Salt Lake City The Gold War is stirring up memories of the Cold War. An Olympics that began with countries marching together in harmony is sputtering to an end with Russia seething, South Korea unhappy and the United States wondering what the fuss is all about.
Olympic controversy escalated to a new level Friday, with Russia demanding a gold medal for figure skater Irina Slutskaya and warning that its hockey players had better be treated fairly.
Later in the day, the Russians backed off threats to leave the games after receiving assurances from top Olympic officials that they understood their concerns.
"We will stay at the games," said Guennadi Shvets, a Russian delegation spokesman. "Everybody understood we had to stay."
International Olympic Committee director general Francois Carrard said Russian and Korean concerns would be presented to the IOC executive board today, but that any action would be taken after the Olympics.
"We do not expect any changes in the results," Carrard said.
Russian indignation had spread all the way to the Kremlin, where President Vladimir Putin suggested there was a reason Americans were doing so well in the games they had the judges on their side.
"North American athletes receive a clear advantage," Putin said.
Though Russian officials were somewhat placated by the IOC, the country's hockey coach was fuming after Russia lost 3-2 to the United States in a semifinal hockey game.
"There's not much you can do about it right now," said coach Slava Festisov. "An agreement's been signed that is designed to have a final between Canada and the USA. You have this final, you have NHL referees. ... They live here and they know the North American players."
South Korea was also upset over a referee's ruling that cost one of its speedskaters a gold medal that went to America's Apolo Anton Ohno. The Koreans, though, backed off earlier threats to boycott the closing ceremony and file a lawsuit over the ruling.
"The IOC should have more control as far as the Olympic Games are concerned," said Kim Un-yong, IOC member from South Korea. "This hurts the IOC, it hurts the Olympic Games."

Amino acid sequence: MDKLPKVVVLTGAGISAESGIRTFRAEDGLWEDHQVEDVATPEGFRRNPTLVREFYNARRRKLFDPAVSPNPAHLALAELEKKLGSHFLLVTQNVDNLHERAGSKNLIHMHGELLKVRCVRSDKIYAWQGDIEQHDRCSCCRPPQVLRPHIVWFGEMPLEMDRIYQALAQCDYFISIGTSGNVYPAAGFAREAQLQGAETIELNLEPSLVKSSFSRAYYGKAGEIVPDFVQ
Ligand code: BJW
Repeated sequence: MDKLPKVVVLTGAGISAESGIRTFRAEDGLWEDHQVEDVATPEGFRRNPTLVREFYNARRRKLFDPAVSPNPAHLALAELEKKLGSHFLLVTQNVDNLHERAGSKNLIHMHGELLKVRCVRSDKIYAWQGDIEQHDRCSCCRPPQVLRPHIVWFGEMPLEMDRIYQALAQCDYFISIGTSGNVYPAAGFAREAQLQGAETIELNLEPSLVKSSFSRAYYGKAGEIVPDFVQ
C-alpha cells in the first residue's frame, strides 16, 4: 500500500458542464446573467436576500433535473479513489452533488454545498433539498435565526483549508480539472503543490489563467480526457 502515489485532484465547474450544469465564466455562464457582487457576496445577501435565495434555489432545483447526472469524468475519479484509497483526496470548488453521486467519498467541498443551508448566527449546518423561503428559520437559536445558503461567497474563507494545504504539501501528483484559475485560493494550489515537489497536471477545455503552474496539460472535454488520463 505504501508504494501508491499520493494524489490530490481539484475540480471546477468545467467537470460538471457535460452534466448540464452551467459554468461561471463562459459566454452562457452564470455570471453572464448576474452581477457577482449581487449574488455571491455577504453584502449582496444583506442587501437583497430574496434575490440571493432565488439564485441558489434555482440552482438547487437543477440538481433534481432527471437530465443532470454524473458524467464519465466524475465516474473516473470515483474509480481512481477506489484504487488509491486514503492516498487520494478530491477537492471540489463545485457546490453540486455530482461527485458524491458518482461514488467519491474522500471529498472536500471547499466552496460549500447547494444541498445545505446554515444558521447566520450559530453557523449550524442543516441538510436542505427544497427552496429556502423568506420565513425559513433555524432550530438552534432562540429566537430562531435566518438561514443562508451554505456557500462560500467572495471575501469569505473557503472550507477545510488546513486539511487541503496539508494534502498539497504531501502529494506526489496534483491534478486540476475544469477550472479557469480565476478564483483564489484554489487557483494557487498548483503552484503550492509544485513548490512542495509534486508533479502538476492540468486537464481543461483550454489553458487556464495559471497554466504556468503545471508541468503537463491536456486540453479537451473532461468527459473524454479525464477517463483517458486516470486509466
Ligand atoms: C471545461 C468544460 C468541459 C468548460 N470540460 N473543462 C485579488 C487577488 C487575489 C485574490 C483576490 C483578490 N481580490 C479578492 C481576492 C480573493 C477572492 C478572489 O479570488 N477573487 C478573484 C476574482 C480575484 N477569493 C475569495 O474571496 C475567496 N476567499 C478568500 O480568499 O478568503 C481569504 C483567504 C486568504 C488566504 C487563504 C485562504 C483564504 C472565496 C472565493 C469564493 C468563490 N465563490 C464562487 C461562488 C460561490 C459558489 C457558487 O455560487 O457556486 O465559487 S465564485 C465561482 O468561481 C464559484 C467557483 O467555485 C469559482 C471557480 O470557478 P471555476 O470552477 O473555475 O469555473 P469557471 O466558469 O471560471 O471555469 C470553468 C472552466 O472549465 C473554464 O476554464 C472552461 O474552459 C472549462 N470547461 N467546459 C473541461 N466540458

It was the Russians who had the most complaints, and they weren't hesitant to voice them loudly. If nothing else, they figured they have precedent on their side.
The Canadians used the same tactic to get their pairs figure skating team a duplicate unprecedented gold medal.
"Canadian pairs skaters were awarded their gold medals. Now that subjective judging harmed us, we want the same for Slutskaya," said Viktor Mamotov, head of the Russian delegation in Salt Lake City.
The International Skating Union denied the protest.
The pairs skating scandal, which clouded the Russian gold, was different, simply because of what happened on the ice.
Jamie Sale and David Pelletier skated an error-free program to stake their claim to gold. Slutskaya didn't, though she still appeared shocked when the gold medal went to America's Sarah Hughes.
"You couldn't beat that program last night without being perfect and Irina wasn't," said Hughes' coach, Robin Wagner
The judges who scored the figure skating final didn't stray far from the Cold War days when loyalties were divided East against West. Slutskaya got her highest marks from judges from Russia, Slovakia and Bulgaria, while the Canadian and American judges helped Hughes win.
It wasn't just the Russians' protests that had Olympic officials scurrying to pacify them with condolences and promises that they would be treated fairly. It was the tone that was surprising.
Though Putin later said the team would stay, the Russians first threatened to pull out of the games and said they also might not attend the Summer Olympics in Athens two years from now.
"Without Russia, the Olympic Games will be lost," said Vitaly Smirnov, an IOC vice president from Russia.
Olympic officials had hoped that these games which were born in a bidding scandal would come quietly to a close with athletes basking in the glory of their achievements. They thought the pairs skating scandal was behind them.
But Slutskaya had barely left the ice Thursday night when the Russians began making plans to protest the decision.
The vote to give Hughes the gold came on a day when a Russian cross-country skiing favorite was disqualified following a blood test, and the Russians alleged that Olympic hockey officials were biased against them.
Some of the complaints may have been borne of frustration. Through Friday, Russia a traditional winter sports power was in fifth place in the overall medal standings with 14 medals.
At the same time, the United States was enjoying its best Olympics ever by far, with 30 medals.
Top Olympic officials met with the Russian delegation, with IOC president Jacques Rogge sending Putin a letter assuring him that the games were fair and his nation's anger understood.
In Russia, though, the words rang hollow.
State-controlled ORT television had planned live coverage of Thursday's cross-country race, but after Larissa Lazutina was disqualified, the station cut the broadcast off in midrace in protest.
Renowned Russian film director Nikita Mikhalkov told the network that this year's Olympics were "a continuation of the Cold War."
"Perhaps it is caused by fear among the American people after the horrible day of Sept. 11 or fear that we (Russians) now have hope of climbing out of the hole we have fallen into and could be dangerous, so they have to humiliate us," he said.
At least one casual Hughes' fan in New York said it was too much being made out of too little.
"That's just sour grapes," said Dan Tomaselli, a high school music teacher in Great Neck, N.Y.